Head Out of Place
I have not written nearly as much as I should’ve. This year, last year, the year before. No doubt next year. It is not that I don’t have things to write or ideas to get out. It is probably the opposite. I feel like I have a fury of ideas in here. Linked, wandering, all over the shop. It is all soupy noise. Gets in the way. I start thinking about how I should write about this, or that, or that other thing, and then I stumble over what I should (in a normative, traditional good essay sort of should) do, and then how that idea also grows out of this other one, so perhaps that one should be done first. Except there isn’t really a priority or a prior here. So I stop. Stutter. Start. Again, and again. And again.
Hypertext. Real, glorious, lascivious hypertext was my first solution to this. It remains probably the best. But I have also realised that I need to stop the struggle of fighting my thought to an other (external, highly rational, linear, carefully elaborate and preplanned structures of the good essay) and begin to develop an academic vernacular of my own. If it doesn’t work, change it. If it works, use it, break it, make with it. After all, I’d like it to be about ideas and the dialogic flows these participate in and produce rather than ensuring filial soverignity.
Blogs in Media Education
Have just put up an essay I wrote for Metro on blogs and media education. It is intended to be introductory and aimed for thos
Halls Gap Day Two
As a group we all went to Flat Rock, an expanse of rock at the very northern tip of The Grampians (not to visitors, it seems t
Halls Gap Day One
Drive up to Halls Gap (it’s north of home so by default it is up) went well with a nearly one C. The labsome students ar
Waiting for a Train
In amongst organising a trip to Halls Gap for honours students, trying to get on top of end of semester assessments, writing a
Social Media Introduction
Trevor Cook has updated his pdf about social media. It is designed for those in various professional media fields as an introd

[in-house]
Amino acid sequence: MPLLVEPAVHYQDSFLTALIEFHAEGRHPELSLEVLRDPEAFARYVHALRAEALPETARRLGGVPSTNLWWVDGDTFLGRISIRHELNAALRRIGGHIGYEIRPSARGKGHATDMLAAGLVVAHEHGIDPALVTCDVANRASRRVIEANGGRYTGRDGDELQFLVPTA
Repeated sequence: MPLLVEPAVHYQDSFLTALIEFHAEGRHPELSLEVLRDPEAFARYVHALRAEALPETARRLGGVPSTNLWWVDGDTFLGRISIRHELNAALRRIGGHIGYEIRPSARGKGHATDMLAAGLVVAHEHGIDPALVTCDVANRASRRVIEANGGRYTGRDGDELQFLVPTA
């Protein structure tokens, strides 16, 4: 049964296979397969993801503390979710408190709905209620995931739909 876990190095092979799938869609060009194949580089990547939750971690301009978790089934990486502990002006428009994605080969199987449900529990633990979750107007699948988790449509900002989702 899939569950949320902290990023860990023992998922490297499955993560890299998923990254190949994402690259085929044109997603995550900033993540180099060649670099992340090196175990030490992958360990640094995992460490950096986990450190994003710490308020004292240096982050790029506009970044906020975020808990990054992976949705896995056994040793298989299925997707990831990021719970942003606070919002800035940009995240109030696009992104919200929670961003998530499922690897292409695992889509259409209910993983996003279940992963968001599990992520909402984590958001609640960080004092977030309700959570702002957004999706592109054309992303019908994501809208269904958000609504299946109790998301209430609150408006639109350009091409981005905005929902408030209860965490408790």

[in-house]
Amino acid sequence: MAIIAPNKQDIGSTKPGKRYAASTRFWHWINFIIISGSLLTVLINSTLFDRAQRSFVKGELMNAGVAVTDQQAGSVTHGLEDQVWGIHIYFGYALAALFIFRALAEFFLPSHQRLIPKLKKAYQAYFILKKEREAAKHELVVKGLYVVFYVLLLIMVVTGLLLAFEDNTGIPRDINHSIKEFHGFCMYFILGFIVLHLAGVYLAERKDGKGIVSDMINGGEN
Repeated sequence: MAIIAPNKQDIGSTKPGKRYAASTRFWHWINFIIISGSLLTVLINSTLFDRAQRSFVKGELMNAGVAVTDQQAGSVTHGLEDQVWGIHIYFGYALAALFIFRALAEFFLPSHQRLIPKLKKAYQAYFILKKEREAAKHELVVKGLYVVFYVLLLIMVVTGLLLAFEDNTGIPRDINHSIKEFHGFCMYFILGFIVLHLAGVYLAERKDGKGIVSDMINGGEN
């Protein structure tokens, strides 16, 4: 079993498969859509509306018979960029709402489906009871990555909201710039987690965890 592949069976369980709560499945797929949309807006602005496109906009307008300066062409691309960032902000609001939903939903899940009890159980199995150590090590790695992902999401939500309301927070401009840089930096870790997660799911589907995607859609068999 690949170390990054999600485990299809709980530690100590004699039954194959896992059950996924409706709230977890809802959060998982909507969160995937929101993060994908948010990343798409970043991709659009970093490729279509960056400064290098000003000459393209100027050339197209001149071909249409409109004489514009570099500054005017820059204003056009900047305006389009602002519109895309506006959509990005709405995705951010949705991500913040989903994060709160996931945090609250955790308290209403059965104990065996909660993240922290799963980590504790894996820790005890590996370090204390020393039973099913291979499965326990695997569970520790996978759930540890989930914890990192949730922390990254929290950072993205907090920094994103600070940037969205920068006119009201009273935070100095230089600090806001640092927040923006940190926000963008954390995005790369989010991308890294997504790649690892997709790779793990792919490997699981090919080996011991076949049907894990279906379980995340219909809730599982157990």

The IE conference has just announced an extension of deadlines: Full Papers (max 8 pages): 23 July 2007 Short papers (max 3 pa
Interruption to Broadcasting
Dropped the PowerBook today. Fractured the screen (pictures coming later). Might interrupt things a tad.
Aggregation site that brings together daily vlog related news (via RSS) into one location.
Cruxy is now live. Sort of Blip for audio, video, it uses the ‘ablums’ terminology to think about collections (you create an album and upload it, so a collection of videos, or audios for example, would be an album) and has hooks into Second Life too. 70% of revenue goes to content creators, and the revenue model for creators seems to be that you can charge for your content and so Cruxy manages this on your behalf (nice). Presumably, but I haven’t checked, there is a minimum payment required to cover their processing costs. I think they are aiming to do the next step for rich media creators what Kagi did for shareware developers. Kagi undertook to manage all the back end financial transactions and management for shareware you wanted to sell, making it viable for individual developers and providing both with an income stream. Cruxy is the same, though they are also offering at the front end a media management resource to boot.
This is a very positive next step from the carnivalesque noise of YouTube. Rights are retained, if you have material worth paying for then you might get a return, and it recognises that this is about media, not video or audio, but both. (At the end of the day I can’t help experiencing YouTube as being about users not creators, my kids go there to find funny clips all the time, but certainly don’t think of it as a place to create work or to publish work. They use their blogs for that – and currently treat blogs as entirely disposable – YouTube is their online video library, and that’s all it is.)